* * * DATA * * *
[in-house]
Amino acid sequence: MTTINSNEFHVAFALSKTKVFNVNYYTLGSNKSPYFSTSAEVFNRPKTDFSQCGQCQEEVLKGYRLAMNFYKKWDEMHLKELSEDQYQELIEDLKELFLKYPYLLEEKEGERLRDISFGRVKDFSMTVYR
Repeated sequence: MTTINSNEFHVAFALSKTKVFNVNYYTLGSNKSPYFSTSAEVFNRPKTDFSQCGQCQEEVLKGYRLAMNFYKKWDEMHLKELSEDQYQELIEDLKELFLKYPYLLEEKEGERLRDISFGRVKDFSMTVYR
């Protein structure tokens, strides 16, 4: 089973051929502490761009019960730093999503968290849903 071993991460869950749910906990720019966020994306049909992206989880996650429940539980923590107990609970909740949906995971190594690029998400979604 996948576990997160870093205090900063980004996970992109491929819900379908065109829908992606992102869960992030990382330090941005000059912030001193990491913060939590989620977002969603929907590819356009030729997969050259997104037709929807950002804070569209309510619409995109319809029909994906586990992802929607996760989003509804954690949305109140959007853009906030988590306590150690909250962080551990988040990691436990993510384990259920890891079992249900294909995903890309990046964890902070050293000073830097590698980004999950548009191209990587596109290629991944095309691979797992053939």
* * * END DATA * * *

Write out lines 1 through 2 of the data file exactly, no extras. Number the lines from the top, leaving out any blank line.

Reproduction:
[in-house]
Amino acid sequence: MTTINSNEFHVAFALSKTKVFNVNYYTLGSNKSPYFSTSAEVFNRPKTDFSQCGQCQEEVLKGYRLAMNFYKKWDEMHLKELSEDQYQELIEDLKELFLKYPYLLEEKEGERLRDISFGRVKDFSMTVYR